Ultimately, we cannot forget that isolated sugar is still isolated sugar and not optimal for the human body, especially as part of regular use. To make smart choices in this area, consider the context as well. If you currently use conventional sugar or other blatantly unhealthy sweeteners, then this is a better alternative. But if you normally avoid or don’t consume any isolated and/or refined sugar, don’t start now. Just because something is better than something else does not mean that it should be embraced by all.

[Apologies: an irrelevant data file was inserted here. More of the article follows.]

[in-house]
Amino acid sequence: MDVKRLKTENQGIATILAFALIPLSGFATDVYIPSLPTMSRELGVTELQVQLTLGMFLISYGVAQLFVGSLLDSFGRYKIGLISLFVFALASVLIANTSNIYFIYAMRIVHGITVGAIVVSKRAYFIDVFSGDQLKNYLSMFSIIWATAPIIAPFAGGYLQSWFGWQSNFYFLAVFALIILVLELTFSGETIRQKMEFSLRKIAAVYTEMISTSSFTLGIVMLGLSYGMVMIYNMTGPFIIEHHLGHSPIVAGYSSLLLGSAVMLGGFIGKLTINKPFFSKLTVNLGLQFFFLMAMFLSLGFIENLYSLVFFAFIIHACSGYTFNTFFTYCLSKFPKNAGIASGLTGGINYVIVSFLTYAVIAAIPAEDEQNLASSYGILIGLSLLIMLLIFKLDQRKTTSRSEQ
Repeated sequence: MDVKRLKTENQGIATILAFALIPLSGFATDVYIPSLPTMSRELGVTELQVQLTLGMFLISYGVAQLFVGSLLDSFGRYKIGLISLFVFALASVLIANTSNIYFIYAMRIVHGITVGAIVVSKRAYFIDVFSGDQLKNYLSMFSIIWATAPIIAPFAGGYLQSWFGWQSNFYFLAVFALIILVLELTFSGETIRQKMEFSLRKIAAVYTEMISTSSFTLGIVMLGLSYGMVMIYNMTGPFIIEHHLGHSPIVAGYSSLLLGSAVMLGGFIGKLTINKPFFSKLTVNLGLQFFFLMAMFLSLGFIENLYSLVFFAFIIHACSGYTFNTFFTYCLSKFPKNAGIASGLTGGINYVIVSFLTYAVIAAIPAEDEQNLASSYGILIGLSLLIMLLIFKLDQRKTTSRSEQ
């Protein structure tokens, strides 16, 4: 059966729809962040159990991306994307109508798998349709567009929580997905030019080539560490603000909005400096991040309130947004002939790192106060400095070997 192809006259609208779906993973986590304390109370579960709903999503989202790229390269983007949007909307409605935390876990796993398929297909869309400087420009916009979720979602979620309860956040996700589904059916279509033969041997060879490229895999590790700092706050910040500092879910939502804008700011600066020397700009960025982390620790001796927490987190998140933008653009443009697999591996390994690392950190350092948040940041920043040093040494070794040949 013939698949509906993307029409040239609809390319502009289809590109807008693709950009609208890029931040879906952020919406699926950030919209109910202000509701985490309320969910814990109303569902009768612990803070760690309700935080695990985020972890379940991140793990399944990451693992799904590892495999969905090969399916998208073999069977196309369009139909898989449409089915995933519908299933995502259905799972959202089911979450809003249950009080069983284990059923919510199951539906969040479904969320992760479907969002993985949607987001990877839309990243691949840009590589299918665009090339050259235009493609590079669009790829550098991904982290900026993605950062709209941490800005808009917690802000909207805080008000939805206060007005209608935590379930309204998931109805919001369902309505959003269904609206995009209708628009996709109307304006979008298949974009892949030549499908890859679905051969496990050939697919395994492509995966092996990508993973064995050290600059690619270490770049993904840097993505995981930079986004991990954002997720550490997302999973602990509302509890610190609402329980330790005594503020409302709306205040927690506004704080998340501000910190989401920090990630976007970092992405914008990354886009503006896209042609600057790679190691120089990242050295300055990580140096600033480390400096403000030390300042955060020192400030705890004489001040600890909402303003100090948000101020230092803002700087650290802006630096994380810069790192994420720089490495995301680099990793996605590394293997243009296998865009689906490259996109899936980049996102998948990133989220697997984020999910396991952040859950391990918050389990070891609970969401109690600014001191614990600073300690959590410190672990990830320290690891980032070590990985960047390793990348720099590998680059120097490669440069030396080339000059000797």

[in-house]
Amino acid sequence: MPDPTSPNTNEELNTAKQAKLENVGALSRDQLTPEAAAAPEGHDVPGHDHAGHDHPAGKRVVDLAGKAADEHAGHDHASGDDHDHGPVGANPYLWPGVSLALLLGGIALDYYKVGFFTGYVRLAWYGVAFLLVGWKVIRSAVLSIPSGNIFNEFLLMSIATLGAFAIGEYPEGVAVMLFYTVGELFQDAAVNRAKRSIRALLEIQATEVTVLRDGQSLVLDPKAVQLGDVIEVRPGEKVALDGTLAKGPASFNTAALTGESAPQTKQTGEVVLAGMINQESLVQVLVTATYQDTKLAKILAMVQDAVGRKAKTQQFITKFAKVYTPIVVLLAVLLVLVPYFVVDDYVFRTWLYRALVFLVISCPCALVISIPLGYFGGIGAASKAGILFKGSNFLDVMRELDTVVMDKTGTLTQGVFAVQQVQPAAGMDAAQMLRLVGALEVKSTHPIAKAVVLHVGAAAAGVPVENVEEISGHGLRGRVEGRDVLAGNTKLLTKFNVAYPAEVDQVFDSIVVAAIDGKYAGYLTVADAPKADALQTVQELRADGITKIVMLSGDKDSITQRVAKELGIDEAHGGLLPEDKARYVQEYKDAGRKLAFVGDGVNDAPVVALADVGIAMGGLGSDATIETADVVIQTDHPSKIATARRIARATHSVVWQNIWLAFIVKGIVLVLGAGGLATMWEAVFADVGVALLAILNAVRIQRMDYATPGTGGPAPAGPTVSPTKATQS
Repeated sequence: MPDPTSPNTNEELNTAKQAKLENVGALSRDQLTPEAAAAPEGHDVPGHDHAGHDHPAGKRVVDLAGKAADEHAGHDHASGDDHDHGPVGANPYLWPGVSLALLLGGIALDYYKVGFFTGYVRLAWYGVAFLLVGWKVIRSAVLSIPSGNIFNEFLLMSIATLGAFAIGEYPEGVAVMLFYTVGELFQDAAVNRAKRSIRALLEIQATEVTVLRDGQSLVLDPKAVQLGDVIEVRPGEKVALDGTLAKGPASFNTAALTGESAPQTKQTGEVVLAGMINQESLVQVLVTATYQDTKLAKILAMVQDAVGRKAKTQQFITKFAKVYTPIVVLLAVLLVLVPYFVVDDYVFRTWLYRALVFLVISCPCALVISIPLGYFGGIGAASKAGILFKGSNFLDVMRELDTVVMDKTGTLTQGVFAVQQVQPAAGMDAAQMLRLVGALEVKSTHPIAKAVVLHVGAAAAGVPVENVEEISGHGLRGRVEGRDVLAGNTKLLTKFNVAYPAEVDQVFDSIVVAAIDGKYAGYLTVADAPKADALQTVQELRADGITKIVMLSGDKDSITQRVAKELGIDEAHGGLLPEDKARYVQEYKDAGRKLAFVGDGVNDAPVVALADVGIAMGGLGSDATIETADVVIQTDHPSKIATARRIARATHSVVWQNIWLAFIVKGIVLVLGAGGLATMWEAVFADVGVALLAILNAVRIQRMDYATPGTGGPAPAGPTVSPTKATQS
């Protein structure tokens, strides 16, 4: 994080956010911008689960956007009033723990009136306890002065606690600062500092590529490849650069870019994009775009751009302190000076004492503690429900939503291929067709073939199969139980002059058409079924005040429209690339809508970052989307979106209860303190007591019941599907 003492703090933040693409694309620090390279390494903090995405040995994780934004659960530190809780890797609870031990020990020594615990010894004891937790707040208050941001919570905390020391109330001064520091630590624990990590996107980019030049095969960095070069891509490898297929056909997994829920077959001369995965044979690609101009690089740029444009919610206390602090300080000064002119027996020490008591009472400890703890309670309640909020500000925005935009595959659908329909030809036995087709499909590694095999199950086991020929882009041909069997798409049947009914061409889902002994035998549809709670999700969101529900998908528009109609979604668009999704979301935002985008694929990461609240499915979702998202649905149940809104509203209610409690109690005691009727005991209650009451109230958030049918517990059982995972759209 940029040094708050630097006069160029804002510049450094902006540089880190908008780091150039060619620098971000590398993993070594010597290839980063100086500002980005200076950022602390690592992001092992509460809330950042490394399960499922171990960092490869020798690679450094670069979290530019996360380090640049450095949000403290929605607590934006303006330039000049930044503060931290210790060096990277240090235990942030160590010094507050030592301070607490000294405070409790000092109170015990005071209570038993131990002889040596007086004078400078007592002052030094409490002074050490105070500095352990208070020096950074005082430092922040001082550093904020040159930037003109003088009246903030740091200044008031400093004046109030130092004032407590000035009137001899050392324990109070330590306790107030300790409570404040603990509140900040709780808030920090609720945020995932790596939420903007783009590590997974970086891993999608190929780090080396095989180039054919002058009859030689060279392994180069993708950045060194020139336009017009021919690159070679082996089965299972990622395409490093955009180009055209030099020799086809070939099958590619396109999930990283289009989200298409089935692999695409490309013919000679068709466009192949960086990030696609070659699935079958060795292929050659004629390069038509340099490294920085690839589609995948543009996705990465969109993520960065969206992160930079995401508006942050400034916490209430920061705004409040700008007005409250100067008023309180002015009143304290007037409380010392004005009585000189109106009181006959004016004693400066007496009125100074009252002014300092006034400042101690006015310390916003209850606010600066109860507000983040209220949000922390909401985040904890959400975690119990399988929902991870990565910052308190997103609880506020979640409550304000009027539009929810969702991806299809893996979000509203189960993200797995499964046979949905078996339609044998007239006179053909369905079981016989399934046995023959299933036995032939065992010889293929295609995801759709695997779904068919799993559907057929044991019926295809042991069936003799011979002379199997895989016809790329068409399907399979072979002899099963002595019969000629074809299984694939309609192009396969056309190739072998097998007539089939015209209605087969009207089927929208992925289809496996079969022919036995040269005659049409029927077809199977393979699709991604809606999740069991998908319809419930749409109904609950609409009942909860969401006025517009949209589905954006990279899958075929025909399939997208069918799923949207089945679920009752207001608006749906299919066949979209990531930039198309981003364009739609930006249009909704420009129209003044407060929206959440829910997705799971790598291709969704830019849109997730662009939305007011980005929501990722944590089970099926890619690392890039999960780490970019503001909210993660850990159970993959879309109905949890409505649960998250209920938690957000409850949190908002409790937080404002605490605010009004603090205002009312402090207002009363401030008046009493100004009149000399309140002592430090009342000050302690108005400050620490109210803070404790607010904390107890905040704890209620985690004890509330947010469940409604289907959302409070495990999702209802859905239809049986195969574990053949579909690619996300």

Recommended Coconut Products
Additional Reading & Sources
Beyond the links highlighted in the text, which provide elaboration or further information about their respective points, the following resources were used and can be used to learn more about this topic:
What About Coconuts, Coconut Milk, and Coconut Oil MCTs? — Michael Greger, MD.
 Coconut: In health promotion and disease prevention — 2011 Study
 Antistress and antioxidant effects of virgin coconut oil in vivo — 2014 Study